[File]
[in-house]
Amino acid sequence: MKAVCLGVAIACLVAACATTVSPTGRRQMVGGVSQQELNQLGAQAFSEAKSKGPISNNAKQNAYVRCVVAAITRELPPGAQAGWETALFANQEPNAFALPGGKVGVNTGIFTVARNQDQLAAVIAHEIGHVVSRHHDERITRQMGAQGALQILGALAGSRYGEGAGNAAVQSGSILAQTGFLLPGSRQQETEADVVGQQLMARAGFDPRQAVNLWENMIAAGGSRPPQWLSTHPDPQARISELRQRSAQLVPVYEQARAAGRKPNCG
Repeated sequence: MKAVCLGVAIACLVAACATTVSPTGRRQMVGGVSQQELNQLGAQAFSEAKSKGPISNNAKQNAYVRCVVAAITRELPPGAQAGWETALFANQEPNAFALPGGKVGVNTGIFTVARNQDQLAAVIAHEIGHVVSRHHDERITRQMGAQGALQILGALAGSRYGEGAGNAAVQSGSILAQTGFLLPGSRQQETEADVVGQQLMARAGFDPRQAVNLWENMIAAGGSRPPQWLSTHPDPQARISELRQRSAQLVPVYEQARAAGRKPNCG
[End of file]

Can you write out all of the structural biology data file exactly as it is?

[in-house]
Amino acid sequence: MKAVCLGVAIACLVAACATTVSPTGRRQMVGGVSQQELNQLGAQAFSEAKSKGPISNNAKQNAYVRCVVAAITRELPPGAQAGWETALFANQEPNAFALPGGKVGVNTGIFTVARNQDQLAAVIAHEIGHVVSRHHDERITRQMGAQGALQILGALAGSRYGEGAGNAAVQSGSILAQTGFLLPGSRQQETEADVVGQQLMARAGFDPRQAVNLWENMIAAGGSRPPQWLSTHPDPQARISELRQRSAQLVPVYEQARAAGRKPNCG
Repeated sequence: MKAVCLGVAIACLVAACATTVSPTGRRQMVGGVSQQELNQLGAQAFSEAKSKGPISNNAKQNAYVRCVVAAITRELPPGAQAGWETALFANQEPNAFALPGGKVGVNTGIFTVARNQDQLAAVIAHEIGHVVSRHHDERITRQMGAQGALQILGALAGSRYGEGAGNAAVQSGSILAQTGFLLPGSRQQETEADVVGQQLMARAGFDPRQAVNLWENMIAAGGSRPPQWLSTHPDPQARISELRQRSAQLVPVYEQARAAGRKPNCG